S. E. Martin, A Reference Grammar of Japanese, Yale University Press, 1975, pp. 358-9.
Desiderative verbals are made from the (expanded) desiderative sentence by attaching -garu, using a suffix -garu- that derives verbs from certain adjectives and adjectival nouns (§7.3) but here is attachable to ANY desiderative from ANY underlying verbal except Aru; we find Ari-tai (in written Japanese, at least) but not *Ari-ta-garu. The accent pattern of -ta-garu is optionally (1) always a tonic, or (2) tonic only when the underlying verb is tonic; in this book we choose the latter option, since it is maximally differentiating. (The accent pattern of the desiderative adjectives V-i-tai is similar, having the option of being always tonic or being tonic only when the underlying verb is tonic, and we have chosen the latter option in this book.)
The verbal desideratives have a strong meaning 'desires, is eager to' and in sentences of straightforward reference they are seldom -- if ever -- used of one's own desires: Tookyoo ni uturi-tai kimoti wa atta si, uti no oku-san mo uturi-ta-gatte ita n desu 'I was in the mood to move to Tokyo and my missus wanted to move, too' (SA 2671.30c -- notice the unexpected use of uti no oku-san for kanai 'my wife'); Sigoto no owari-goro, kano-zyo wa watasi no moderu o yame-ta-gatte ita 'At the end of the job, she wanted to quit as my model' (SA 2658.133b). but in sentences that imply a shift of viewpoint -- so that from YOUR point of view, say, "I" temporarily become "you" -- the first person can take the verbalization: Watasi ga sonna koto o si-ta-garu to omoimasu ka 'Do you think that I want to do such a thing?'; Watasi ga iki-ta-gatta mon da kara turete itte kuremasita 'Seeing how badly I wanted to go, he took me with him'.
The sentence often appears in the continuous aspect -ta-gatte iru, §9.2.4.(1); the desiderative verbalization would seem to be used as a durative-stative verb like sugureru 'excels' (§3.12), but see p. 360 (§7.3) for a more precise characterization. It is possible to add the structure -ta-gatte iru to a sentence that has already undergone an auxiliary conversion to V-te iru, and then it is unclear whether the "desire" has reference to the entire phrase, to the auxiliary, or to the underlying verb: Asa kara ban made sake o nonde i-ta-gatte iru 'he keeps wanting to drink (or: He wants to keep drinking) liquor from morning till night'.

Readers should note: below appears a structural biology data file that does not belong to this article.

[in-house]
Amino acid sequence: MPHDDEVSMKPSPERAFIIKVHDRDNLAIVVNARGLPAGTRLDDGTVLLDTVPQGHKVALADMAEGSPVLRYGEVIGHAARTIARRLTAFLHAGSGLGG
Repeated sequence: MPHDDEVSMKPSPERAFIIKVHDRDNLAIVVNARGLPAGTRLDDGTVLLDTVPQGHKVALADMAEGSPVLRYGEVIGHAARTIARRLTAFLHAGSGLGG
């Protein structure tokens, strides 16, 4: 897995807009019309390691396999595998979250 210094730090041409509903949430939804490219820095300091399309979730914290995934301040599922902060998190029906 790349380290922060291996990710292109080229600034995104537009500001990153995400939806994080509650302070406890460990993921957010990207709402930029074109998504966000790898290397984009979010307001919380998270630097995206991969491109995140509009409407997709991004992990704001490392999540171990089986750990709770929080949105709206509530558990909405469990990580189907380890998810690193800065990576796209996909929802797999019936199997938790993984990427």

Notice the chain VERBAL (as INFINITIVE §9.1) → ADJECTIVE (-ta-i) → VERBAL (-ta-gar-u). The new verbal retains some of the grammatical properties of the immediately underlying desiderative adjectival: it can not be turned into a command, a request, or an exhortation, for desires are involuntary, and not subject to human control.
The object of the underlying verb will always retain its o-marking. Compare Ano hon o yomi-ta-gatte iru 'He is eager to read that book' with Ano hon o/ga yomi-tai n desu 'I want to read that book'. The transitivity or intransitivity of the underlying verb is not affected by the verbalization of the desiderative: (uni e) kaeri-ta-garu 'is eager to go (home)' remains as intransitive as kaeru 'goes (home)'.
Examples (from KKK 3.259-60): ... Ano musume ga, omote kara hairi-ga-garanakatta kara desu 'It is because tha girl did not want to enter from the front way'; ... yatara ni hue o huki-ta-garu '... they =certain referees] are overly eager to blow their whistles'; Hakkiri mono no mieta hito da to omoimasu ga, hizyoo ni manabi-ga-gari, siri-ta-gatta, soo iu imi de tankyuu-sin no atta hito da to omoimasu 'He is a man of clear discernment, I believe, and -- extremely desirous of learning and desirous of knowing -- he is in that sense a person possessed of the spirit of inquiry, I believe'; Motiron Sakamaki no yoo na, gyosyok-ka de tootte iru otoko ga mi-ga-garu sibai nara, ooyoso kentoo wa tuku 'Of course if it's play thaat a man liek Sakamaki, known as a lecher, is eager to see, I can pretty well guess [the content]'; Sonna ni tabe-ta-gareba, donna hahaoya d'atte tabesasezu ni wa irarenai to omoimasu 'When they are so eager to eat, it seems to me that hardly any mother can resist feeding them'.
The V-i-ta-garu formation originated in Kamakura times; through the Muromachi period the negative version was usually made by applying the verbalization to the negative auxliary: V-i-tai → V-i-ta[k]ku nai → V\-i-ta'u na-garu. The modern negativization (V-i-tai → V-i-tagaru → V-i-tagaranai or -tagaranu) dates from the Edo period. Cf. Y 304.